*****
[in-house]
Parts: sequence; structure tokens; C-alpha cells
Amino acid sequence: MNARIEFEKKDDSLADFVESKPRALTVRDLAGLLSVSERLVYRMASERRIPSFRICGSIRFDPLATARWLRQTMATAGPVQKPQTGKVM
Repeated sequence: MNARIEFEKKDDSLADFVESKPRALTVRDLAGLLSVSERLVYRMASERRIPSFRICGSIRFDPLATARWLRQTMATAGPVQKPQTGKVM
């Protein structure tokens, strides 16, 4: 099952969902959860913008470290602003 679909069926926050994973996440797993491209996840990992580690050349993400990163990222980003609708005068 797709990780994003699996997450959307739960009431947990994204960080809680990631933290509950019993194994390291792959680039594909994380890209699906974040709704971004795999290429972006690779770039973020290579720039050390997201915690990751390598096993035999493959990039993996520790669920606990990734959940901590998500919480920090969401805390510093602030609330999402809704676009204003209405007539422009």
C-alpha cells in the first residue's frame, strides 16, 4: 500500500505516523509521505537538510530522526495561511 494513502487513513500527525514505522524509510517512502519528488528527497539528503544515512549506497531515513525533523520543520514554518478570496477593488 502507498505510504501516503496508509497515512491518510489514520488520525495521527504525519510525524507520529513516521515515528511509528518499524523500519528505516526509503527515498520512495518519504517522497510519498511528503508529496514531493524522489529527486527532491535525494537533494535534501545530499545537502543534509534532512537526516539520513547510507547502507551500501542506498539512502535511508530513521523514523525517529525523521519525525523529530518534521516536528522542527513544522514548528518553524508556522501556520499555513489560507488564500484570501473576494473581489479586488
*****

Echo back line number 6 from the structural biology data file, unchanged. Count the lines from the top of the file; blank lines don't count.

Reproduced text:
C-alpha cells in the first residue's frame, strides 16, 4: 500500500505516523509521505537538510530522526495561511 494513502487513513500527525514505522524509510517512502519528488528527497539528503544515512549506497531515513525533523520543520514554518478570496477593488 502507498505510504501516503496508509497515512491518510489514520488520525495521527504525519510525524507520529513516521515515528511509528518499524523500519528505516526509503527515498520512495518519504517522497510519498511528503508529496514531493524522489529527486527532491535525494537533494535534501545530499545537502543534509534532512537526516539520513547510507547502507551500501542506498539512502535511508530513521523514523525517529525523521519525525523529530518534521516536528522542527513544522514548528518553524508556522501556520499555513489560507488564500484570501473576494473581489479586488